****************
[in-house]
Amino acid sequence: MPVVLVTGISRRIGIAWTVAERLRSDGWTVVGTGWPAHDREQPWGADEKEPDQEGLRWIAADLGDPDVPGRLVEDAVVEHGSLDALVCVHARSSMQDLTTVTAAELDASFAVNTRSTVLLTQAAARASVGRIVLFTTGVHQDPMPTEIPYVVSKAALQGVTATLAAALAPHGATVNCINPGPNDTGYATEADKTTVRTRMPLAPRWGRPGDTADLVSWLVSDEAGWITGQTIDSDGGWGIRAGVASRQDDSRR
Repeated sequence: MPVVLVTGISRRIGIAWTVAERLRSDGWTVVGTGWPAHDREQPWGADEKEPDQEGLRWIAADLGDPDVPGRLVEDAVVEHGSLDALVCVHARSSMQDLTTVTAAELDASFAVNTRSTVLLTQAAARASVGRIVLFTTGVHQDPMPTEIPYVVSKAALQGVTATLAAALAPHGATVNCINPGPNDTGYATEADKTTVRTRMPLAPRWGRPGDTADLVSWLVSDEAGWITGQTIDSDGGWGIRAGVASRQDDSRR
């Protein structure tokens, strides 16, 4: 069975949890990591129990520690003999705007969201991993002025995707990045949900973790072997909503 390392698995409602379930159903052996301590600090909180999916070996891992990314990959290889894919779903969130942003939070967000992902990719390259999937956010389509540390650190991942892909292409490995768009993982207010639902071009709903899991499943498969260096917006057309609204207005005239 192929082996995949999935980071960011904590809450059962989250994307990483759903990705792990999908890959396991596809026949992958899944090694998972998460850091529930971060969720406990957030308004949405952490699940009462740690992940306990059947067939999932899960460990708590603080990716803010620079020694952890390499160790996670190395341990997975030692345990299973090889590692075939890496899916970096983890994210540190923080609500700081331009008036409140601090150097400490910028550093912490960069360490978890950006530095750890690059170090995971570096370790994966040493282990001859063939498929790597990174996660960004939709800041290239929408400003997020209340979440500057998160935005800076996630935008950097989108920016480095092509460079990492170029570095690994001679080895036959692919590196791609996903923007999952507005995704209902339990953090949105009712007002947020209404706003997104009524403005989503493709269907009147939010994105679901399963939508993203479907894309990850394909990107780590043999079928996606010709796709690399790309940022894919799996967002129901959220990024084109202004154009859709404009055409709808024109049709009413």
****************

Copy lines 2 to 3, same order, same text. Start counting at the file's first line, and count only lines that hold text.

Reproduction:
Amino acid sequence: MPVVLVTGISRRIGIAWTVAERLRSDGWTVVGTGWPAHDREQPWGADEKEPDQEGLRWIAADLGDPDVPGRLVEDAVVEHGSLDALVCVHARSSMQDLTTVTAAELDASFAVNTRSTVLLTQAAARASVGRIVLFTTGVHQDPMPTEIPYVVSKAALQGVTATLAAALAPHGATVNCINPGPNDTGYATEADKTTVRTRMPLAPRWGRPGDTADLVSWLVSDEAGWITGQTIDSDGGWGIRAGVASRQDDSRR
Repeated sequence: MPVVLVTGISRRIGIAWTVAERLRSDGWTVVGTGWPAHDREQPWGADEKEPDQEGLRWIAADLGDPDVPGRLVEDAVVEHGSLDALVCVHARSSMQDLTTVTAAELDASFAVNTRSTVLLTQAAARASVGRIVLFTTGVHQDPMPTEIPYVVSKAALQGVTATLAAALAPHGATVNCINPGPNDTGYATEADKTTVRTRMPLAPRWGRPGDTADLVSWLVSDEAGWITGQTIDSDGGWGIRAGVASRQDDSRR